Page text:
Launching a Book During Coronavirus
Launching a book during coronavirus is a challenge for even the best known and most loved authors. So if you haven’t heard of Andrea Bartz or read one of her books (yet!), I’m not surprised. But if you don’t know her work, you’re in for a treat. What better time than now during a quarantine to start a new book and discover a new author?
By all accounts, Andrea Bartz is a writer you want to read. A Brooklyn-based journalist, Bartz is the author of the new thriller THE HERD. Her debut novel, THE LOST NIGHT, is being developed for TV by Mila Kunis. That novel was named a best book of the year by Real Simple, Glamour, Marie Claire, Library Journal, Crime Reads, and Popsugar. Andrea Bartz’s articles have appeared in The Wall Street Journal, Vogue, Cosmopolitan, Elle, and many other outlets, and she’s held editorial positions at Glamour, Psychology Today, and Self.
She’s in the midst of launching her new novel. A book launch is not an easy task in the best of times (ask me how I know). An especially tough task when the world is obsessed with all things COVID-19, especially quarantines, lockdowns, and stress relief in times of trouble. So we invited Andrea Bartz (virtually) into the studio (a figure of speech in this case) to pick her brilliant brain about launching her book and her new thriller, THE HERD. You can’t go see her read at Barnes and Noble (yet!) but you certainly can read on…
JM: So, we gotta start with the elephant in the room before we talk about your book. Where do you live and what’s the coronavirus situation like for you right now?
AB: I’m holed up in my studio apartment in Brooklyn, trying to avoid the 8.6 million other residents of NYC. I’m safe and healthy and spending a lot of time with my cat, but the anxiety and isolation definitely aren’t great for productivity!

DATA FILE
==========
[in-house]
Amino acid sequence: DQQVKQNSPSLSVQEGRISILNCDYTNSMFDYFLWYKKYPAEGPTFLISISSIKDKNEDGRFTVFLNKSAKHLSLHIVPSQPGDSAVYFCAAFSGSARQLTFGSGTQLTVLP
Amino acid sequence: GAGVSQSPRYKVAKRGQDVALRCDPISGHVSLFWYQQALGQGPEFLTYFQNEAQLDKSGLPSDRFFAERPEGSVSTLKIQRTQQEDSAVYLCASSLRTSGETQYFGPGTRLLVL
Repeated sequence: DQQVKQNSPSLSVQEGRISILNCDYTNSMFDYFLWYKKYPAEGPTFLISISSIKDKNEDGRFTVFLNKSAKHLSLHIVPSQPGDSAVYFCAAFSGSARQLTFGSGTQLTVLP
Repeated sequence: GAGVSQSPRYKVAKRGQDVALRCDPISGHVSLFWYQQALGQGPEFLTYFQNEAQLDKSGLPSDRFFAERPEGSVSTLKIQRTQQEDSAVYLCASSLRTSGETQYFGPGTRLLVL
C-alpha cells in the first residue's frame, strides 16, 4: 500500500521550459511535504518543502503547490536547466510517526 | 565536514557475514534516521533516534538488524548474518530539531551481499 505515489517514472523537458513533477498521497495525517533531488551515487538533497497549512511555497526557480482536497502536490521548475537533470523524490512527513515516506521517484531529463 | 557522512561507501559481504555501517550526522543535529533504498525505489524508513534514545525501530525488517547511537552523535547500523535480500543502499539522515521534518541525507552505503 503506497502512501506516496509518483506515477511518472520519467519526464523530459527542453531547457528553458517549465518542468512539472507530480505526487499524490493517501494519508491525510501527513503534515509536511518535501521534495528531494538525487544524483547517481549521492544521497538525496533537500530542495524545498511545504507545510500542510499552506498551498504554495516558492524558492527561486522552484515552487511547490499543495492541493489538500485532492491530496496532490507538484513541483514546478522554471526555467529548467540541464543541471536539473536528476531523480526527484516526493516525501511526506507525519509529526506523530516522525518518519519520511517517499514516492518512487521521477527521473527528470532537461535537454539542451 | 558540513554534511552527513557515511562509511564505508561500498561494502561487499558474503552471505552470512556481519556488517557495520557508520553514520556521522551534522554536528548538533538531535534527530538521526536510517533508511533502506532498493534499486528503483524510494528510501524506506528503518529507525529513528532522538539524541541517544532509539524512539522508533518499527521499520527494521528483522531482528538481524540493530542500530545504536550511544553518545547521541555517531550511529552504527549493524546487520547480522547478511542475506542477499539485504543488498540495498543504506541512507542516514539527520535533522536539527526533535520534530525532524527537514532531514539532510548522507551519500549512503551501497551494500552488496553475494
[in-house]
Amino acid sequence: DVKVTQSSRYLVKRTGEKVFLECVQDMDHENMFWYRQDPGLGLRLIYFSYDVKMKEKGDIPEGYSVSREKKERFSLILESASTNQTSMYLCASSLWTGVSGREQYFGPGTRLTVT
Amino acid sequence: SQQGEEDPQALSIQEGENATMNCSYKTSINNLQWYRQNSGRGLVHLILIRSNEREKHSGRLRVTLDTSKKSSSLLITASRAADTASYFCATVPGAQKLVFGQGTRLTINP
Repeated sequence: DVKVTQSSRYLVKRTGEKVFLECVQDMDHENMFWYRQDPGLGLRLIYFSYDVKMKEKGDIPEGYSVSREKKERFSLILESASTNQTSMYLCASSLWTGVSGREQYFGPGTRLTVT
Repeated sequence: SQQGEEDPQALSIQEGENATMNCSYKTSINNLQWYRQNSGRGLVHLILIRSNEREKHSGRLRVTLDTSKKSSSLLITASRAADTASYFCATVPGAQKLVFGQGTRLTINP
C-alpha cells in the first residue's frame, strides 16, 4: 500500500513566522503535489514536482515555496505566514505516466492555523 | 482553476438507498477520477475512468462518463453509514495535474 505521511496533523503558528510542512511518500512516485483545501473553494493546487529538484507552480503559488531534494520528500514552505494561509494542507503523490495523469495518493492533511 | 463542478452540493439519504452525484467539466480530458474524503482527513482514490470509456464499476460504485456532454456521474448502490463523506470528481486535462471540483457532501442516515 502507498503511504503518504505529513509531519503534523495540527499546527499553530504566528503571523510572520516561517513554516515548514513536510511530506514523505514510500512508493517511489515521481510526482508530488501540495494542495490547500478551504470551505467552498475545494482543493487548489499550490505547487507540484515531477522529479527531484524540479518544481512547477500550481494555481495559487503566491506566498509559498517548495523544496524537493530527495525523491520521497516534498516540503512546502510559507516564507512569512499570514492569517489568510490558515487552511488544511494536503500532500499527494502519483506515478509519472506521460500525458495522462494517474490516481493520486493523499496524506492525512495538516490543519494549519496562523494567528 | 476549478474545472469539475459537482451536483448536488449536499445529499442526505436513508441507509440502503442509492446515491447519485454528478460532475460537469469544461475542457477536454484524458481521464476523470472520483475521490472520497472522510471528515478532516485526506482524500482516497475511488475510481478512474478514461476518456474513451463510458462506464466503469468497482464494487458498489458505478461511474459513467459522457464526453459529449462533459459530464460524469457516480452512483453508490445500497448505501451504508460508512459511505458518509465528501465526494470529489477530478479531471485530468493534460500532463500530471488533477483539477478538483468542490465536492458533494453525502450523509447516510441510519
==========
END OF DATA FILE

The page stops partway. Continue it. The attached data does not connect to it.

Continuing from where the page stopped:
JM: Another coronavirus question: What’s it like launching a book during the coronavirus epidemic, in the midst of a nationwide obsession with infection?
AB: Not great! It’s not the launch I was imagining—I love having events and connecting with friends and readers face to face, so to have that taken away was a blow. Of course, I knew this was far from the worst COVID-related issue out there, but it really was tough. My therapist helped remind me that acknowledging that sadness and frustration and anxiety over my book’s sales performance in this shaky new world would actually help me cope with it; you can’t deal with an emotion without letting yourself feel it and showing yourself some compassion. I’ve been trying to check in with myself and if I need to call a friend or breathe for a minute or even have a quick cry, I do that and then get back to business.
There’s no comparison to the real life events, but I’ve been working with influencers, bookstores, podcasts, and Facebook groups to set up virtual events that are live-streamed (and, ideally recorded so people can watch them later). For the most part, we chat about the book the way I’d be in conversation with someone in an in-person bookstore event. What’s nice is that folks from all over the world can tune in—there’s definitely something to be said for modern technology!
JM: So now that I got those questions about launching a book during coronavirus out of the way, where did you get the idea to write this book?